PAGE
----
After the 1980 feature Bon Voyage, Charlie Brown (and Don’t Come Back!!) completed the original Schulz/Meléndez theatrical cycle, the franchise soldiered on with decades of TV specials, and then a brand-new theatrical feature, the CGI-rendered The Peanuts Movie, debuted in 2015.

Snoopy Come Home: GROOVY
Race for Your Life, Charlie Brown: FUNKY

Thursday, July 23, 2015

Images (1972)



          Long on atmosphere but short on logic, Images is the closest thing to a pure horror movie that Robert Altman ever made. Telling the story of a woman who suffers delusions while succumbing to paranoia and other mental problems, the picture feels a bit like the indulgences of someone making their first forays into the world of psychology. The pathology is a bit too tidy, the symbolism is a bit too obvious, and the violent climaxes are a bit too predictable. Nonetheless, the contributions of world-class collaborators compensate for the shortcomings of the script, which Altman wrote, and the piece has a certain lingering power.
          Set in a remote British countryside, the picture opens by introducing viewers to Cathryn (Susannah York), a children’s-book author who spends lonely days inside a sprawling mansion that’s miles away from other houses. Through dreamlike imagery rendered with sly edits and supple camera moves—as well as an elaborate soundtrack comprising atmospheric music, multilayered voice-overs, and otherworldly sound effects—Altman puts across the idea that Cathryn is the victim of her own overactive imagination. She accepts phone calls that may or may not be real, in which strangers and friends suggest that Cathryn’s husband is unfaithful, and she hears noises that may or may not emanate from invaders in her home. Later, when Cathryn’s foul-mouthed and foul-tempered businessman husband, Hugh (Rene Auberjonois), returns home from work, Cathryn embraces him until she hallucinates that he’s actually a different man. The person whom she “sees” is Rene (Marcel Bozzufi), a former lover who died. You get the idea—Images is a tightly contained story about one woman spiraling into madness.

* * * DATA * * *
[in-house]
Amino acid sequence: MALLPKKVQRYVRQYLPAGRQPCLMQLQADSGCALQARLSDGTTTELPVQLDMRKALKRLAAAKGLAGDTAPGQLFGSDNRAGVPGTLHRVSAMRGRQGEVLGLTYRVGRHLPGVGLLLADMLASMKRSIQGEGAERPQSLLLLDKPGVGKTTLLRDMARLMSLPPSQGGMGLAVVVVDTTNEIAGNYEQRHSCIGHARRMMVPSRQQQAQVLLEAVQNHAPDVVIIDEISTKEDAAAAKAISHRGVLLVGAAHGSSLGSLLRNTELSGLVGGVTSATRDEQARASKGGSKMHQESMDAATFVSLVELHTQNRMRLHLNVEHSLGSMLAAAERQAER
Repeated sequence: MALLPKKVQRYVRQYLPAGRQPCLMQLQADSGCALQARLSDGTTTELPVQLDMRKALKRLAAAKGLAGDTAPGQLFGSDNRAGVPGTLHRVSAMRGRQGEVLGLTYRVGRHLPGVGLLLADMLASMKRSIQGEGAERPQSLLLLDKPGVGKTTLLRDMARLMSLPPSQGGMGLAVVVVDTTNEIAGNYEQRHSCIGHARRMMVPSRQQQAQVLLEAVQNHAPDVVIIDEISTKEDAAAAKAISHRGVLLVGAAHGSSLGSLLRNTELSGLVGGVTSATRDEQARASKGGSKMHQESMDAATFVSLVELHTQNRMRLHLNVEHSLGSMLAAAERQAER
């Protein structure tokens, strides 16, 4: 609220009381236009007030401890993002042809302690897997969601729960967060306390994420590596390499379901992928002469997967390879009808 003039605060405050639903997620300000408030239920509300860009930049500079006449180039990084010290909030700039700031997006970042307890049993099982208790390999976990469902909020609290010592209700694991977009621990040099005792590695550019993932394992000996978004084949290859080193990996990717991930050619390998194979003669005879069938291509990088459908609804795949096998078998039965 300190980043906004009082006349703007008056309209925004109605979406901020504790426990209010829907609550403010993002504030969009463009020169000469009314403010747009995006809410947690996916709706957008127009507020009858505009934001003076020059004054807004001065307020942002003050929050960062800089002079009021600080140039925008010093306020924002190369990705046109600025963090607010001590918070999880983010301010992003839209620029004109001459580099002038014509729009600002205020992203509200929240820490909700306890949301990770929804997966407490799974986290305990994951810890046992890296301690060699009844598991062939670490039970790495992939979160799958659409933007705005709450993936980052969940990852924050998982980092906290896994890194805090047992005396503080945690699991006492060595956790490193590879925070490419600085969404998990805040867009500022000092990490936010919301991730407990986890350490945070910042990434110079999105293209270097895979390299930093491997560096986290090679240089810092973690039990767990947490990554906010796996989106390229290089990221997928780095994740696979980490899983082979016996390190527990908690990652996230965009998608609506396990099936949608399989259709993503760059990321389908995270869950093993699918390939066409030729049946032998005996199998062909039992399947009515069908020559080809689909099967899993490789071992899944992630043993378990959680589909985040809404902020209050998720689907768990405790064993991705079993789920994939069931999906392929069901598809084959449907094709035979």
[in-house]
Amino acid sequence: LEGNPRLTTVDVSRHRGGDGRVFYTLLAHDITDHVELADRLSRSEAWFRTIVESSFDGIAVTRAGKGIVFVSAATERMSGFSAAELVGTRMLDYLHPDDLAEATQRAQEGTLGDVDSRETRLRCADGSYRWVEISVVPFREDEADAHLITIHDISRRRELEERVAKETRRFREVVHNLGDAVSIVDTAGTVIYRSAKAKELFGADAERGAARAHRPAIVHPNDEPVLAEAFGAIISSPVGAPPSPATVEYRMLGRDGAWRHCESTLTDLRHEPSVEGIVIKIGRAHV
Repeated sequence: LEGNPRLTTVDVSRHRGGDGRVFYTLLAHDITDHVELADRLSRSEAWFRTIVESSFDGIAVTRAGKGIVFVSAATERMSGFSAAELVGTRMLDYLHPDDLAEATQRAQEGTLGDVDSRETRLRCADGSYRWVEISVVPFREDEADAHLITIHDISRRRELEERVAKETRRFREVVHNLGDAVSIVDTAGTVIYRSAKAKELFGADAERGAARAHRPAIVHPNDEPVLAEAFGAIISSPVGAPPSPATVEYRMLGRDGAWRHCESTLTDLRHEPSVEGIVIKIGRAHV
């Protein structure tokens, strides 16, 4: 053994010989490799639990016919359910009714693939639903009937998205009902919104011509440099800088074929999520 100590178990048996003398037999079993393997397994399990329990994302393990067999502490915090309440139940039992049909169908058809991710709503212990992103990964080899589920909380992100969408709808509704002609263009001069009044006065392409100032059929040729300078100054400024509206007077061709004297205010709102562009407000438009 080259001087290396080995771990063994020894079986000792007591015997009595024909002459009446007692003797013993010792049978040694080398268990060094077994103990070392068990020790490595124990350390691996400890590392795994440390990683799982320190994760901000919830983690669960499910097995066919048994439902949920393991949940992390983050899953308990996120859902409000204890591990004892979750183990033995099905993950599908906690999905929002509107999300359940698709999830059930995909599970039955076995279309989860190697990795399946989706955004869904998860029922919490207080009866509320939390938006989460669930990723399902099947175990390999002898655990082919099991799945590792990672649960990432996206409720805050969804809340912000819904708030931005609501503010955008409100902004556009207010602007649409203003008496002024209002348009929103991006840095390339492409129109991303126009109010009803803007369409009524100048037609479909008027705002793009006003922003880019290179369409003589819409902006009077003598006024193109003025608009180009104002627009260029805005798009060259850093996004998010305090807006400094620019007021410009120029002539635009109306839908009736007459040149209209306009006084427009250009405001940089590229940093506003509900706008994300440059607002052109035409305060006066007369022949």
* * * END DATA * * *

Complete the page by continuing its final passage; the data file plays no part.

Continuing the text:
Altman has great fun with the possibilities created by this set-up, especially when he employs carefully planned editing to generate illusions; in one creepy scene, Cathryn stands on a high hilltop, then looks down into the valley below and sees herself, looking back up to the figure on the hilltop. Trippy! The problem with this sort of story, of course, is that anything can happen and nothing has real consequence. After all, couldn’t the whole movie be a dream? Picture the endless cycle of an Escher print, and you’ve got the vibe.
          Within those parameters, however, Altman and his collaborators do some wonderful things. John Williams, no stranger to composing suspenseful movie scores, gives even the most obtuse scenes real emotional edge, while Stormu Yamashita (credited with creating “sounds”) complements Williams’ melodies with unnerving aural jolts. Cinematographer Vilmos Zsigmond, continuing some of the bold visual explorations that he and Altman began with McCabe & Mrs. Miller (1971), employs fluid camera moves and probing zooms to fill the screen with movement, helping Altman achieve an overall sense of disquiet. And while York gives a passionate, uninhibited performance, the title sets expectations appropriately—this one’s more about images than people, because the characters are merely colors on Altman’s palette. Ultimately much more satisfying as an exhibition of film craft than as a simulacrum of storytelling, Images is a beguiling oddity that stands apart from the rest of Altman’s work.

Images: FUNKY

Wednesday, July 22, 2015

Save the Children (1973)